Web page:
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ABNORMAL PROCEDURES

FUEL LEAK

A fuel leak may be detected if:
The sum of FOB and FU is significantly less than FOB at engine start, or is decreasing, or
A passenger observes fuel spray from engine/pylon or wing tip, or
The total fuel quantity decreases at an abnormal rate, or
A fuel impalance develops, or
Fuel quantity of a tank decreases too fast (leak from engine/pylon, or hole in a tank), or
A tank is overflowing (due to pipe rupture in a tank), or
Fuel flow is excessive (leak from engine), or
Fuel is smelt in the cabin.

If visibility permits, leak source may be identified by a visual check from the cabin.

WHEN A LEAK IS CONFIRMED
LAND ASAP

LEAK FROM ENGINE/PYLON CONFIRMED:
Engine fuel leak can be confirmed by excessive fuel flow indication, or a visual check.
-THR LEVER (of effected engine): IDLE
-ENG MASTER (of effected engine): OFF
-FUEL X FEED: USE AS RQRD
if the leak stops the crossfeed valve can now be opened to re-balance fuel quantity, or to enable use of fuel from both wings. Do not restart the engine.

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Old 6th Jun 2013, 17:00
  #974 (permalink)  
 
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Safety Concerns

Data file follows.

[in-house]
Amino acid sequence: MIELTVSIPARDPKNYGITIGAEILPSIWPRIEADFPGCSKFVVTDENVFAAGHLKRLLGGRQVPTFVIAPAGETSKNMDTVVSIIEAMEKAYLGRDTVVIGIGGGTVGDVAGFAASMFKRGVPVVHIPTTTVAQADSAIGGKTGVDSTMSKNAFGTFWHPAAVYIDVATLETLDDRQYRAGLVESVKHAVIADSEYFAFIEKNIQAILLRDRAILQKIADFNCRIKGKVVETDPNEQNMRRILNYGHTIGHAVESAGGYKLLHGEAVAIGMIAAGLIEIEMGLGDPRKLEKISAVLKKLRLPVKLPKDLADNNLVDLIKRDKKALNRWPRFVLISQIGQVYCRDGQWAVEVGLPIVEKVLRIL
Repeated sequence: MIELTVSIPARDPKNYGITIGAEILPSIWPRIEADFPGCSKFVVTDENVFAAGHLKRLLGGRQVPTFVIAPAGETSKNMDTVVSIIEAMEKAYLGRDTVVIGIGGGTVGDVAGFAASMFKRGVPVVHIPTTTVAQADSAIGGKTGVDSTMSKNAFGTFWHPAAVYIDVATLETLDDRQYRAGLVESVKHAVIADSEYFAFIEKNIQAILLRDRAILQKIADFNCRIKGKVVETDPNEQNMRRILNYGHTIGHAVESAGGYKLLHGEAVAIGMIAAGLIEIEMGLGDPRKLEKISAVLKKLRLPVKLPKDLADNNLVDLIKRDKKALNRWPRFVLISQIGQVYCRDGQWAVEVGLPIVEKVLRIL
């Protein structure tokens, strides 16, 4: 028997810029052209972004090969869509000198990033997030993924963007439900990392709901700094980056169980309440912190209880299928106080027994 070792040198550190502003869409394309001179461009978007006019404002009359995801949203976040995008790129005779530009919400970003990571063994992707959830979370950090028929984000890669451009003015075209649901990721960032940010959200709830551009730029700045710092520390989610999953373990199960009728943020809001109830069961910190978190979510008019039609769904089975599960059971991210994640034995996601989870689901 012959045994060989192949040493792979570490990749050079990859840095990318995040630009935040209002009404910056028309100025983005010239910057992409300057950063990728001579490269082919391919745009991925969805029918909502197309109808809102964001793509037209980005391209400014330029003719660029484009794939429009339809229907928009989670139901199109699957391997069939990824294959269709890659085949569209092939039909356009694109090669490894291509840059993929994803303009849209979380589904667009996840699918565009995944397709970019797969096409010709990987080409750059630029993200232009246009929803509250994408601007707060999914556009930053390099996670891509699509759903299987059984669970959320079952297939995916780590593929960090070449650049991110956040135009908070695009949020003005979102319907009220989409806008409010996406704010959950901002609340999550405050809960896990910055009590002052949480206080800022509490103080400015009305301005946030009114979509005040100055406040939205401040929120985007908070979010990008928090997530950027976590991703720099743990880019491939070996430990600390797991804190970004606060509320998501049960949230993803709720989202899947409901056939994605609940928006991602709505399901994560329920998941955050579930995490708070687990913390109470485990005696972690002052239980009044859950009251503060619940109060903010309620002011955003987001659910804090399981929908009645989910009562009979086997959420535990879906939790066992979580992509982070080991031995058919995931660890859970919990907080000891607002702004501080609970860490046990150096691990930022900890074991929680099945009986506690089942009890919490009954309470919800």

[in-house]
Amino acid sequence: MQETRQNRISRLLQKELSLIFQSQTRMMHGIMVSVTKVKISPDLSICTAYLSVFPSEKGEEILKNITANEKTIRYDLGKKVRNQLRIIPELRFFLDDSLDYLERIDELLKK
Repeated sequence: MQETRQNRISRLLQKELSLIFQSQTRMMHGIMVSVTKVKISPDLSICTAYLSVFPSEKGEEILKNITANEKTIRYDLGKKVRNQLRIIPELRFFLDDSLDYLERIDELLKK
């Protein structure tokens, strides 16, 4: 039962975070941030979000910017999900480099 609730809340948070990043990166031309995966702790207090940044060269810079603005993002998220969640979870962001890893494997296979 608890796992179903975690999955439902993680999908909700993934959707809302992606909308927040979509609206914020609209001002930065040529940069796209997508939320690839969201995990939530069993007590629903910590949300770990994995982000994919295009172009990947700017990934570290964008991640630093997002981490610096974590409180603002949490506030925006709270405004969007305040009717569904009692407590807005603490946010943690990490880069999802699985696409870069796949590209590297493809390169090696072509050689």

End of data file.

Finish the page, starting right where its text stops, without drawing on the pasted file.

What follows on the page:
I don't understand your post above

What or who are you replying to?

The recommendations cited are OK but to what incident do they apply?

They sound quite general in nature and quite easy to state that they have been adopted after the fact of what might have prompted them.
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Old 6th Jun 2013, 17:09
  #975 (permalink)  
 
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G-CPER

Originally Posted by lomapaseo
The recommendations cited are OK but to what incident do they apply?
The incident appears to have been the G-CPER matter of September 7, 2003, for which a summary of the aaib accident report appears here

Last edited by archae86; 6th Jun 2013 at 17:53. Reason: correct characterization of the linked pdf from "report" to "summary of report"--as pointed out by DaveReidUK
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Old 6th Jun 2013, 17:18
  #976 (permalink)  
 
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Synopsis on the above link, full report (93 pages) at http://www.aaib.gov.uk/cms_resources...n%20G-CPER.pdf
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Old 6th Jun 2013, 18:48
  #977 (permalink)  
 
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Thanks to all for the replies immediately above.

Now, regarding the subject incident in this thread we'll have to wait and see what the AAIB says about the level of compliance.

I expect a restatement (nothing new other than human error again) but also a possibility of something more from their expert knowledge and lessons learned that didn't work out.
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Old 6th Jun 2013, 19:23